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pram

1
[ pram ]
/ præm /
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noun Chiefly British Informal.
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Origin of pram

1
First recorded in 1880–85; by shortening

Other definitions for pram (2 of 2)

pram2
[ prahm ]
/ prɑm /

noun
a flat-bottomed, snub-nosed boat used as a fishing vessel or tender for larger vessels.

Origin of pram

2
First recorded in 1540–50 (late 14th century in Anglo-Latin ); from Dutch praam, Middle Dutch prame, praem (compare Middle Low German pram(e), Old Frisian pram, German Prahm ), from Slavic; compare Czech prám, Polish prom, Russian paróm, Serbo-Croatian prȁm “ferryboat, raft,” cognate with Old High German farm “boat, raft,” Old Norse farmr “freight, cargo”; akin to fare, ferry
Dictionary.com Unabridged Based on the Random House Unabridged Dictionary, © Random House, Inc. 2021

How to use pram in a sentence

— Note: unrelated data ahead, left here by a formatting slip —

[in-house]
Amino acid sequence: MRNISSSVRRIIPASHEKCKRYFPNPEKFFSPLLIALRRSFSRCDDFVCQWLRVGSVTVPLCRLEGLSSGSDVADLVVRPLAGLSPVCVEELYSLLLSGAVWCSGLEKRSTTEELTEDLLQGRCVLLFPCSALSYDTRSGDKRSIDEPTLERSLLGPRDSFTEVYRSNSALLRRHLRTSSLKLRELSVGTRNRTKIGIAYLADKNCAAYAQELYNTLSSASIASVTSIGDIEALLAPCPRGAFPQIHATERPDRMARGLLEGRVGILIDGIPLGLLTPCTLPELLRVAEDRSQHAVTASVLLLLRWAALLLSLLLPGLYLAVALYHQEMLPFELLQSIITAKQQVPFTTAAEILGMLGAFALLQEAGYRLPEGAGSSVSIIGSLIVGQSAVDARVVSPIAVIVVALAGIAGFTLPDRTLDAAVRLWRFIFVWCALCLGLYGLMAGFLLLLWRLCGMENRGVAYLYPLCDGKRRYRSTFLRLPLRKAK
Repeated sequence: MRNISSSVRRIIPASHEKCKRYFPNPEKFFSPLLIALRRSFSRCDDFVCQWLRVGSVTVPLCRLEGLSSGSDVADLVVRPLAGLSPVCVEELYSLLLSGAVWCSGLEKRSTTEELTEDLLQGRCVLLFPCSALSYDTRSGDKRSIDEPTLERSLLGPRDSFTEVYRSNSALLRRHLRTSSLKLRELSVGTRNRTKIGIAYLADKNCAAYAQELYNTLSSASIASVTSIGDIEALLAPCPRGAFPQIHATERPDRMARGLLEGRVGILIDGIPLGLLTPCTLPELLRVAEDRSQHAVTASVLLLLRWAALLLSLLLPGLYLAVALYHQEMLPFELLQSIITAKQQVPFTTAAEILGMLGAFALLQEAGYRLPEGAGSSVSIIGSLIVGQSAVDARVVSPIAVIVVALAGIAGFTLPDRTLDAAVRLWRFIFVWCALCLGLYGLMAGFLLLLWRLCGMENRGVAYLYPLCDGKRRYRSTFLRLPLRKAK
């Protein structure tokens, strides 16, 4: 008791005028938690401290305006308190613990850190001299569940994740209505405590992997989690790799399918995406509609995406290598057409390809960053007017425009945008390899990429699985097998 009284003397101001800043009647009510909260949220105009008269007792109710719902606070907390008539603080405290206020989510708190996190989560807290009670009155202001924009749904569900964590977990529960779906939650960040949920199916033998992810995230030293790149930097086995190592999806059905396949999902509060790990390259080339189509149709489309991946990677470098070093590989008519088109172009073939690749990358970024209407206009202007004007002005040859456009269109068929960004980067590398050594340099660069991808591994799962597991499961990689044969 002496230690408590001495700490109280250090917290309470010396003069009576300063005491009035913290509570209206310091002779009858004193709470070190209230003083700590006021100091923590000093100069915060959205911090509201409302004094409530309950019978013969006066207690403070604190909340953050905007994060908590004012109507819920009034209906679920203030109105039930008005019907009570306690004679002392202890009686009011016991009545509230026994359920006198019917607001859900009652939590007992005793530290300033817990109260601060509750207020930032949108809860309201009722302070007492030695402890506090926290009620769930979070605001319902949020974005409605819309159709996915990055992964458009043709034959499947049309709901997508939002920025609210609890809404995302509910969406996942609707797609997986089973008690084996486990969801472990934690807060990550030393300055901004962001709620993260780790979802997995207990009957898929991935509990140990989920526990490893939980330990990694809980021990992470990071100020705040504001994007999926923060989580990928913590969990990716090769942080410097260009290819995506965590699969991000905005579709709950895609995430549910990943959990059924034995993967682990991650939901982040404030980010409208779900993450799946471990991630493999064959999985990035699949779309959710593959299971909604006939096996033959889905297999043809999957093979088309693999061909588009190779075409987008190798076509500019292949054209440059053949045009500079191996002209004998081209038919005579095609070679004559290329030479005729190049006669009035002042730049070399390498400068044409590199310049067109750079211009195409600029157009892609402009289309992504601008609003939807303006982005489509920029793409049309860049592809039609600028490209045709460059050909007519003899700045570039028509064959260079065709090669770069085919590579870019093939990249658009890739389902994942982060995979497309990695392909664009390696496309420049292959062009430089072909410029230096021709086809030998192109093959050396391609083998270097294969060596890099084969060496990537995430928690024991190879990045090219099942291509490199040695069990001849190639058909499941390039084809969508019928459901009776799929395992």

British Dictionary definitions for pram (1 of 2)

pram1
/ (præm) /

noun
British a cot-like four-wheeled carriage for a babyUS and Canadian term: baby carriage

Word Origin for pram

C19: shortened and altered from perambulator

British Dictionary definitions for pram (2 of 2)

pram2
/ (prɑːm) /

noun
nautical a light tender with a flat bottom and a bow formed from the ends of the side and bottom planks meeting in a small raised transom

Word Origin for pram

C16: from Middle Dutch prame; related to Old Frisian prām
Collins English Dictionary - Complete & Unabridged 2012 Digital Edition © William Collins Sons & Co. Ltd. 1979, 1986 © HarperCollins Publishers 1998, 2000, 2003, 2005, 2006, 2007, 2009, 2012
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